Commentary: Make a commitment to your health, well-being

If you want to live longer, healthier and happier, you need to exercise, eat better, sleep well and focus your life around your family, hobbies and interests.

How do I know all this?

Because I don't do these things, either.

As a gynecologist at Hoag Hospital, I dispense advice all day to women who need to hear that their lives are getting in the way of their health.

"You work too hard, take on too many responsibilities and don't carve out nearly enough time for your own well being," I tell my patients.

Then I look in the mirror and smile, knowing that I could use a heaping dose of those same admonitions myself.

Doctors want our patients to make the kind of life choices that will keep them out of our hospitals. But we are just as guilty as anyone else of ignoring what we know is best in favor of what will get us through the day.

When faced with the day-to-day responsibilities of our busy, busy lives, all of us — and I do mean all of us — have a hard time figuring out how to do what's best.

Still, it's never too late to right the ship. And with a little mindfulness and dedication, some of these tips could help:

Commit to yourself. You wouldn't skip an appointment with an important client to take on yet another responsibility. Make an appointment with yourself and treat it just as seriously as you would a business meeting. Whether you use the time to read, exercise or take a nap, carving out time for yourself allows you to be actively managing your life — rather than just reacting to what life throws at you. So, no, you can't volunteer at your kid's volleyball game tonight; you have an appointment. With yourself.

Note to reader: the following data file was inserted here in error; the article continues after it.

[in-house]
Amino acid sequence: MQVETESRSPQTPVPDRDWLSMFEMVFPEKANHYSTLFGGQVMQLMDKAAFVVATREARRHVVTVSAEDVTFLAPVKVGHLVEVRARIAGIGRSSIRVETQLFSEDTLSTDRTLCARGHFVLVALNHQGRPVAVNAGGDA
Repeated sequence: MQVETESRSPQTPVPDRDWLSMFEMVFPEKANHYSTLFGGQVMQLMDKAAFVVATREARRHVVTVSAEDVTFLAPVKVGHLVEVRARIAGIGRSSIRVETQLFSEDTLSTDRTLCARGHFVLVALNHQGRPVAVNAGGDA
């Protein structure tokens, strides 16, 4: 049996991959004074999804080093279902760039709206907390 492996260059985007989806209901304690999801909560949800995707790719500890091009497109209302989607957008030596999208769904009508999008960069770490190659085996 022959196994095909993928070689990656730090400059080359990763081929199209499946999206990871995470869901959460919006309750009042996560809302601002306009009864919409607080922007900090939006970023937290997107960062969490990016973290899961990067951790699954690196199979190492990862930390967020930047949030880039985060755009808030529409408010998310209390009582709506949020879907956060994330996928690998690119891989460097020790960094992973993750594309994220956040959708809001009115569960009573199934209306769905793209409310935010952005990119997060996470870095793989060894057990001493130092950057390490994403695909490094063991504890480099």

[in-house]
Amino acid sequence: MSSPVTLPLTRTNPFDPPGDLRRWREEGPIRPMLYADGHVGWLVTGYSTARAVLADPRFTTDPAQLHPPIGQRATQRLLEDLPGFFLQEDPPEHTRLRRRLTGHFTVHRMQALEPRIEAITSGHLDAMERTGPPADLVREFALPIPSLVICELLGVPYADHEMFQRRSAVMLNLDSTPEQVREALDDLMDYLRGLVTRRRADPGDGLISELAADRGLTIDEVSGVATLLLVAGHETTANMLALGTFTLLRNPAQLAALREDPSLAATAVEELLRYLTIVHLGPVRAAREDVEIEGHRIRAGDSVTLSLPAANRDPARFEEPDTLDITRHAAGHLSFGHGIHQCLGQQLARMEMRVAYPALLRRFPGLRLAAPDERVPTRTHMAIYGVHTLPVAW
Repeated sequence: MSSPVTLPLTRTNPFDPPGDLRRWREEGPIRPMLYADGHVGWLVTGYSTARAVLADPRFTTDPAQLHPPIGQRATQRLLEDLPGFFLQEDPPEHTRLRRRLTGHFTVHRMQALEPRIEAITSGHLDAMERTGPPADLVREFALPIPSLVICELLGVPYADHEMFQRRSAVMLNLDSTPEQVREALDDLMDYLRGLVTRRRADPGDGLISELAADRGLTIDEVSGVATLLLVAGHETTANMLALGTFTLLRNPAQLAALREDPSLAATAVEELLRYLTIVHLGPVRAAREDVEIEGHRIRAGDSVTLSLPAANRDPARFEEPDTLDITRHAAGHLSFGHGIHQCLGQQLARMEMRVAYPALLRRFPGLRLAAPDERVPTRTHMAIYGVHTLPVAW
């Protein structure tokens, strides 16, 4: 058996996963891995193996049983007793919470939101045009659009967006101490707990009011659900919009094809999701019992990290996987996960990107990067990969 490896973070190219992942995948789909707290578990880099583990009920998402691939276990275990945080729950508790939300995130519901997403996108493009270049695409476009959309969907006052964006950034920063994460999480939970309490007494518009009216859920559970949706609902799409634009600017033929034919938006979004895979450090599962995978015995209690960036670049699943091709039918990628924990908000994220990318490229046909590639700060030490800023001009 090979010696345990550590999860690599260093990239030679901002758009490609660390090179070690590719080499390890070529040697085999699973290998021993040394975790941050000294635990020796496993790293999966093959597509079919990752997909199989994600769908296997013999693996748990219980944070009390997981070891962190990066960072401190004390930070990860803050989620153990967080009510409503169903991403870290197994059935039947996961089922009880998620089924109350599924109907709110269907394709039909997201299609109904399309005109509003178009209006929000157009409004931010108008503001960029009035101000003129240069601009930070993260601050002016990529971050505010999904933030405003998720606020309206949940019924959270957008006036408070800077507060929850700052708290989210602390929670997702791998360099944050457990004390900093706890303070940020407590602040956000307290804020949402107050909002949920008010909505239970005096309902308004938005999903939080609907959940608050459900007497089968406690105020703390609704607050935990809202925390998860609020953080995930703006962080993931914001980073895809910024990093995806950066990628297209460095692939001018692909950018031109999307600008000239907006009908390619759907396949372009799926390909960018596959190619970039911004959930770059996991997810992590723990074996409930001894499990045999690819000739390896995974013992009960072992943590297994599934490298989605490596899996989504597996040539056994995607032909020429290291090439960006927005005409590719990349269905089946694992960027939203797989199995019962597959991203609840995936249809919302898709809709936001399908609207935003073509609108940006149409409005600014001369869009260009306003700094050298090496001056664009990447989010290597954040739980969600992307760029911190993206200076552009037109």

Have a sense of purpose. There is a reason you get up everyday. Maybe your goal is to find the cure for cancer, or maybe the thing that motivates you is your family. Having a connection, a drive or a purpose gives us the spiritual wellness we need to thrive.

Sleep. I see a lot of women who say they are tired because they are too overworked to get enough sleep. Instead, they over-caffeinate or stress out to the point that they can't fall asleep when they do manage to get to bed.

This lack of restorative sleep leads to headaches, body aches and fatigue — all of which impede their ability to exercise. It also affects their moods, eating habits and relationships and usually lands them in the doctors' offices, where they receive myriad tests to rule out things like thyroid disorders.

Beware of pills. You need sleep, but you need the right kind of sleep. Ambien will knock you out, but it won't give you the cycles of sleep you need, and it doesn't address the underlying issues that affect your sleep in the first place. It's like you've fixed the part of the roof that is leaking but the whole roof is still under stress.

Instead I recommend engaging in what is called "sleep hygiene," a daily routine, known to all around you, that signifies you're headed to bed. Maybe you take a shower, change your clothes, turn on white noise, meditate. Whatever it is, your nighttime ritual is yours, and it's prioritized.

Ask for help. Sometimes I'll tell my husband, "I feel like there are a lot of balls in the air, and I know they're not all crystal, but can you help me figure out which ones are so I don't let those drop?"

If that doesn't work, I simply delegate. We need to be accountable to ourselves, as well as to others. Sometimes that means shedding or sharing responsibilities.

Hopefully, these tips can help improve your health and quality of life.

With any luck, I'll follow a few of these myself.

DR. ALLYSON BROOKS practices at Hoag Hospital and lives in Newport Beach.

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